Overlaying virtually the entire record is an example of how not to use electronics so potent, that it should instantly send any band considering tinkering with the Moog rifling through their wallet for the receipt and back to the store to return it immediately. The trick with electronics, fake orchestras especially, is for them to sound as natural as possible, as though the strings were recorded right there in the studio - Carnifex did this extremely well on Slow Death last year. Here, the synths are so oppressive, so artificial and so utterly overpowering that they virtually choke the life out of the rest of the band and smother each track in affected grandiosity.
The real shame about this record is that, very occasionally, the band actually show that they have the capacity to perform this kind of music fairly competently. Unregistered is a really good song, built around a gigantic riff, a brutal vocal performance in the verses and a chorus that, whilst still containing some pretty meaningless lyrics is actually a great example of the harsh/clean dynamic outline above. The beatdown two-thirds of the way through is straight out of the Black Tongue school of downtempo brutality that will have the listener gurning like a raver at 3am. Of course, one obvious reason this song is better than practically everything else on this album is because the electronic elements are virtually undiscoverable, meaning the song has far more space to breathe and develop. In parts, (Dis)connected is also a great track, neatly delivering the necessary aggression over engaging rhythmical interplay, though it is unfortunately knocked down a couple of pegs by a particularly poor clean vocal performance.
Unfortunately, The Resilient careers off a cliff over the course of the last three nigh-on-interchangeable tracks, but there is one final element that needs to be highlighted before this review comes to a close, and that is one of the record's singles Won't Back Down. The sentiment of this song, standing strong in the face of terror, is undeniably a vitally important one, and one that no level-headed individual could possibly take umbrage with in these times of increasing global unrest. And as a result, especially considering the repeated horrors that France has faced over recent years, it almost feels inappropriate to criticise this track too heavily. However, we must judge these things based upon the art, as well as the context within which it is created and the message contained therein, and, built around an incredibly lethargic pace and the now-beyond cliched melancholic piano, Won't Back Down is by far and away the worst song on what is an extremely below-par big label release. As a general rule, it is always disappointing when tracks with a meaningful and laudable message are shackled to a musical wagon completely ill-fitted to deliver it effectively, and one would be hard-pressed to unearth a worse example than Won't Back Down.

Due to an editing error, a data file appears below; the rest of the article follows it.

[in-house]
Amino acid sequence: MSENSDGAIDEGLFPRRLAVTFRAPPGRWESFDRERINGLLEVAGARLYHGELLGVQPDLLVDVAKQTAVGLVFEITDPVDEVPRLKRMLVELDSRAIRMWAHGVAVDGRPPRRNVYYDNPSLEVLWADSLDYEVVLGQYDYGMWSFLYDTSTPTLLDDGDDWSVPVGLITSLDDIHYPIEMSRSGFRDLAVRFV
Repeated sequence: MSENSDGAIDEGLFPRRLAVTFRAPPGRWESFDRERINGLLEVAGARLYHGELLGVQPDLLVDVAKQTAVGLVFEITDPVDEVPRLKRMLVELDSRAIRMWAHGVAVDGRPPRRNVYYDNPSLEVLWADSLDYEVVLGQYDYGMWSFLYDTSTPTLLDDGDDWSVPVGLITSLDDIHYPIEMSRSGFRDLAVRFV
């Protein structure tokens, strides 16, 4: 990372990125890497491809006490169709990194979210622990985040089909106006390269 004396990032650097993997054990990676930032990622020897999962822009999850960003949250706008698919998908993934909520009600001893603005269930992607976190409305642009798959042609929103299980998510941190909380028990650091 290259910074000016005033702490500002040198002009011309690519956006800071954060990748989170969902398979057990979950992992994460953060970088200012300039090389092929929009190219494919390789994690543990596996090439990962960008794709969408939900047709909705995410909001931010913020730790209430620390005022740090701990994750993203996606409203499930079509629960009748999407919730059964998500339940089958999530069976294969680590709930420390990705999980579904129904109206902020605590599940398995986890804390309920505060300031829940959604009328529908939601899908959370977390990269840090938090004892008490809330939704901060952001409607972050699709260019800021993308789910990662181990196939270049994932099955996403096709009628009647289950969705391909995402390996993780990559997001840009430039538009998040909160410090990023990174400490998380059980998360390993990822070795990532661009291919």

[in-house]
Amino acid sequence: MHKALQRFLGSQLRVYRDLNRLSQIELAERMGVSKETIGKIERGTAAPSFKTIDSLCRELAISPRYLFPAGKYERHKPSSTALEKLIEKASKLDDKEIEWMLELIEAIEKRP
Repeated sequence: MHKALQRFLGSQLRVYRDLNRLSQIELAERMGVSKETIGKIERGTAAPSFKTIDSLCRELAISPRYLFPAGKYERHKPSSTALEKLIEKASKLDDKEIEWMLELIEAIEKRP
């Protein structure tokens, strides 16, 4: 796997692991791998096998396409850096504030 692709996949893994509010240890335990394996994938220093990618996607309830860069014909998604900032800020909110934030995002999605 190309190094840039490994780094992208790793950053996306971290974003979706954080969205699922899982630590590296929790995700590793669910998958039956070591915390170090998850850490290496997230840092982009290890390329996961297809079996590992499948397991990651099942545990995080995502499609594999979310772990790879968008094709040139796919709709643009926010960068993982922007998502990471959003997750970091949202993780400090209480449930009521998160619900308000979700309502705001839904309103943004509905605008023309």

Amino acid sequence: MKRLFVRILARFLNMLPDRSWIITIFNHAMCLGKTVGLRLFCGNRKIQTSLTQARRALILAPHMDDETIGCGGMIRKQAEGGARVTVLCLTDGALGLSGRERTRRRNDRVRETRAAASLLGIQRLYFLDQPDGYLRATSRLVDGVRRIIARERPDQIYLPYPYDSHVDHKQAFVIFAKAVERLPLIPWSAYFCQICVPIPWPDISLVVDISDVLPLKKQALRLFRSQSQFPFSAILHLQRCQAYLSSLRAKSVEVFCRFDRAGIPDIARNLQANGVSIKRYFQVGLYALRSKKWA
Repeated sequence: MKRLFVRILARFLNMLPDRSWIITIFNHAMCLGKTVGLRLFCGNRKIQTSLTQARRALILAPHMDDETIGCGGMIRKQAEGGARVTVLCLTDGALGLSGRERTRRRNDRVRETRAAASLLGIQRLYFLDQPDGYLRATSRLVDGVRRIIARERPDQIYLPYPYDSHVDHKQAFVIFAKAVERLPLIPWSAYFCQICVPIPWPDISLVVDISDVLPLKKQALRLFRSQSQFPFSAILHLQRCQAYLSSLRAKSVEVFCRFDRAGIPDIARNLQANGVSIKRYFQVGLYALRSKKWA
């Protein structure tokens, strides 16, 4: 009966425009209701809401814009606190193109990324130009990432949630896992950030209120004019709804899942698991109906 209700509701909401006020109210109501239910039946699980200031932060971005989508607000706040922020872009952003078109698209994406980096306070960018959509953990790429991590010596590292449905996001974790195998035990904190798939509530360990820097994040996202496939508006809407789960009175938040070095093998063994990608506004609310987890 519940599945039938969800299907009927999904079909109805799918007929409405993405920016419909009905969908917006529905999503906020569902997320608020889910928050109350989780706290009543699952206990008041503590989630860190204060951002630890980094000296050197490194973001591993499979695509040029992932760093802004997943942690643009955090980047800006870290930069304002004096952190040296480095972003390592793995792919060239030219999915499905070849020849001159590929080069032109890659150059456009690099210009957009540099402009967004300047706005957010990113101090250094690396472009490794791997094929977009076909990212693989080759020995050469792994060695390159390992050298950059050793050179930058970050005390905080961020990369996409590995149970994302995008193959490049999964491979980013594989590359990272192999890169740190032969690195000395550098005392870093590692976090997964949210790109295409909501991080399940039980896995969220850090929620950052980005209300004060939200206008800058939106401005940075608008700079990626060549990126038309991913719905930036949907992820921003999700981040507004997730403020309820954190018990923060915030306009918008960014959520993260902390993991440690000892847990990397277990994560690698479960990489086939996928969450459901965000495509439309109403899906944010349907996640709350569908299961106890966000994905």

We must surely be approaching a time when bands like Betraying The Martyrs begin to think about hanging up their spurs, but if labels like Sumerian keep churning out records of such substandard quality as The Resilient, unfortunately that time will continue to be some distance into the future.